As an Anthropologist I was given the opportunity to study/observe the tribe of Nacirema. I have been with them for a short amount some time (a month and a half to be exact) and have found myself quite surprised on what I have learned in such a short period of time. This tribe locates itself between Yaqui, Canadia Cree, and Tarahumare of Mexico, and the Carib and Arawak of the Antilles. During my stay, I have observed several rituals used.
On my first day of stay I was able to jump right into the Nacirema’s home activities of placing strange, alienated decorations around the home. I was even given a new sock to place on their chimney (although they didn’t seem to get the right size). A few weeks later I found myself having to help hall up a strange green spiky tree to the main gathering area. Once the spiky tree was considered ready, we then all put magical balls, enchanted flashing lights, and mystical ribbons around, and on the spiky tree. To my surprise, it actually looked pretty neat.
During this time of year, the tradition of giving seemed to be the main focus. Thus, I was given the chance to see what it was like to go to magical temples that provided all kinds of magical things, anything you could ever imagine, although it seemed to come with a cost. At the end of our journey in the magical temples we would give money to the temple workers for the items we had. I later learned how to wrap the items in mysterious deceiving films that hid what the item was. I then was told that the wrapped item was called a gift. The gift was then placed under the spiky tree. I was then told that the gifts weren’t allowed to be opened until Samtsirhc. Apparently this soon approaching day was a rather big celebration among families.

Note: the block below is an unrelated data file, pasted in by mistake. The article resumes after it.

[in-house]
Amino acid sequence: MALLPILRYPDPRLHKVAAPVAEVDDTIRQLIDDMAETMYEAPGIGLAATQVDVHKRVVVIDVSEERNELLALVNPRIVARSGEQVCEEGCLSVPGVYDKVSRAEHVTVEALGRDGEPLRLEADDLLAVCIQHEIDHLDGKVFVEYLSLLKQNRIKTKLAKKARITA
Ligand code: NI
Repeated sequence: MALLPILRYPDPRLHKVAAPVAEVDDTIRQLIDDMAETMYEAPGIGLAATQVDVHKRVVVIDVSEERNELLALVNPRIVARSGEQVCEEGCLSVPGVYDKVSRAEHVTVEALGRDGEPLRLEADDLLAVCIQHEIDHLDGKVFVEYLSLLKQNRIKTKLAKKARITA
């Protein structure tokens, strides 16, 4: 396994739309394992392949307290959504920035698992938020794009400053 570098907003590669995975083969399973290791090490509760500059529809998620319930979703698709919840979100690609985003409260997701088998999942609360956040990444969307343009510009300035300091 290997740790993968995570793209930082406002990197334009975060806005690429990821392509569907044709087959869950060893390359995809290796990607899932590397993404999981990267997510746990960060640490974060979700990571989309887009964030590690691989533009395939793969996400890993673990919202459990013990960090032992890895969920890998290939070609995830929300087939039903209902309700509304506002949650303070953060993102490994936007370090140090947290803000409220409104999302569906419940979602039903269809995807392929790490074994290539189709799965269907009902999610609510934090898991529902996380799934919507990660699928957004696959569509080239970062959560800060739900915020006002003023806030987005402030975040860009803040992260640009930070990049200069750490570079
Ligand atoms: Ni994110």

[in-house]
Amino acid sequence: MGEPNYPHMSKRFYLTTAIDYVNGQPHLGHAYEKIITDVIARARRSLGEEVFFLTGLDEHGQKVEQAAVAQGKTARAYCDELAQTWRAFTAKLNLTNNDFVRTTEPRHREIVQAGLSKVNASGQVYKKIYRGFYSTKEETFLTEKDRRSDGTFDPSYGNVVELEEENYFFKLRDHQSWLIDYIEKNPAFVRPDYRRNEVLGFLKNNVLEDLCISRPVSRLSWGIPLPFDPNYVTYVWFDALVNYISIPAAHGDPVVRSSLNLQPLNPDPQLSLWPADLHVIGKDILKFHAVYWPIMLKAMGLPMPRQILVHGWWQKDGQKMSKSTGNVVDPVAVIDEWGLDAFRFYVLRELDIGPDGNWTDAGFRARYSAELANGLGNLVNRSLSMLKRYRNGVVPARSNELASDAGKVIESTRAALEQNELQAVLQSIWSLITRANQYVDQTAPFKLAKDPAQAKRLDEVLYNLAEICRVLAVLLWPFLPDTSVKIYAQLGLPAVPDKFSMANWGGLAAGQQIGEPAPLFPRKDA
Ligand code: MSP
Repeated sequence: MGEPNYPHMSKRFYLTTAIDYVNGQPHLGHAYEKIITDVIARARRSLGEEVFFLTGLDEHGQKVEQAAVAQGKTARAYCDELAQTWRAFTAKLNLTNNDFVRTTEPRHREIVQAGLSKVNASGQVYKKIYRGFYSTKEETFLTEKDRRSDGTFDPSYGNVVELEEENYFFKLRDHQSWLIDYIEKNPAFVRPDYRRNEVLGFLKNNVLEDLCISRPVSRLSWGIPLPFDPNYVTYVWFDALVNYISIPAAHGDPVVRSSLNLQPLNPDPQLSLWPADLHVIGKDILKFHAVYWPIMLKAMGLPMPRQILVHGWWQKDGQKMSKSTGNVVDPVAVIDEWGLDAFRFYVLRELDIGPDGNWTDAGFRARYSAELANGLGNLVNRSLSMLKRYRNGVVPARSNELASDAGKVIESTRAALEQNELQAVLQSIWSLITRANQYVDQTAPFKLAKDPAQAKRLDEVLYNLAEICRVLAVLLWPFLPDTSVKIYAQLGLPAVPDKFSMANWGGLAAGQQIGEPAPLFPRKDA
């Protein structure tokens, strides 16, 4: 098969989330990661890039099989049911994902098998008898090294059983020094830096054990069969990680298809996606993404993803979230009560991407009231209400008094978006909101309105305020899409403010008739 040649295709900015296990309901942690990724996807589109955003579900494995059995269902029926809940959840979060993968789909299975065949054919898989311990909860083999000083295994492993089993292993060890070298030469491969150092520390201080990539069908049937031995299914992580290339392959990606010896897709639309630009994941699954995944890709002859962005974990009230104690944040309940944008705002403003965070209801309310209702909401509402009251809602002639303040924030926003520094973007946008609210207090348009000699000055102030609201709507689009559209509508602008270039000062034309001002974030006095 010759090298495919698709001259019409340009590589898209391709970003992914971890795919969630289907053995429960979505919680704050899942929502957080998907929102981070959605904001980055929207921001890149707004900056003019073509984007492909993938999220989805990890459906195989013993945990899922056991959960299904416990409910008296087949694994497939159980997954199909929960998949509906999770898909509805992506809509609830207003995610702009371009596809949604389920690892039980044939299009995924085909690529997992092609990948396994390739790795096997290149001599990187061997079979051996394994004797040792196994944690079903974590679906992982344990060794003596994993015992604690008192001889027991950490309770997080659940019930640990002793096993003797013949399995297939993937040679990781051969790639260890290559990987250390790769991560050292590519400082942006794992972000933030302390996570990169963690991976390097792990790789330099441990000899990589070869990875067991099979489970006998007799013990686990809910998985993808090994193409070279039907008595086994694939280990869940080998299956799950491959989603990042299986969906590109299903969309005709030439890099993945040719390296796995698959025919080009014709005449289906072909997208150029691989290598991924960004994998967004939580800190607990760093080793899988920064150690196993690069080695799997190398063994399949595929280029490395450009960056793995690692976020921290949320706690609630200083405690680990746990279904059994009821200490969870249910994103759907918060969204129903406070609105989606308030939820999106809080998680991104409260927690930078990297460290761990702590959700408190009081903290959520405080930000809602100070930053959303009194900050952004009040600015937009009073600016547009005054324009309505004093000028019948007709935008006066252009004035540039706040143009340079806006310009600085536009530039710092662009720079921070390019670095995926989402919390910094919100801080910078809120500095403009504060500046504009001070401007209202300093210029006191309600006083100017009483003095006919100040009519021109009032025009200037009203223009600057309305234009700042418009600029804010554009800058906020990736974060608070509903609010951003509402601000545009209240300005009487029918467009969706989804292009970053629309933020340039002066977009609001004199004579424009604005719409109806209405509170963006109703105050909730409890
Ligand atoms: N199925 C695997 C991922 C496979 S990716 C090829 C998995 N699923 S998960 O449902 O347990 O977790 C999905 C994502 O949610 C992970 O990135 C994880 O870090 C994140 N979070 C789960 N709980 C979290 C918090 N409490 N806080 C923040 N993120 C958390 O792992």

December 25 is the actual celebration day of a heavenly baby being born, which they call Samtsirhc. On Samtsirhc morning the family gathers around the spiky tree, where all the gifts have been placed and they all take turns opening them, I even had a few myself! We then gathered around the fireplace and were each given our sock, which was, to my surprise, filled with all kinds of sweet treats. I then realized the sock wasn’t meant for my foot, but for a simple gesture of giving on Samtsirhc. At the end of the celebration we all gathered around the table for a massive feast filled with laughter, all kinds of strange food, and appreciation of the given celebration.
Though my stay was short with the Nacireman family, I retained so much information about them and their yearly ritual in celebrating Samtsirhc. Their ideal of Samtsirhc consists of putting up a spiky tree with all kinds of strange things that hang off and around it (I think they called them decorations), filling the bottom of the spiky tree with wrapped gifts that hid the appearance of the item, hanging overly sized socks over their fireplaces, and gathering for a massive dinner. I still cannot believe this is a one day event only, but being a part of the celebration was a great experience that I wouldn’t mind participating in again.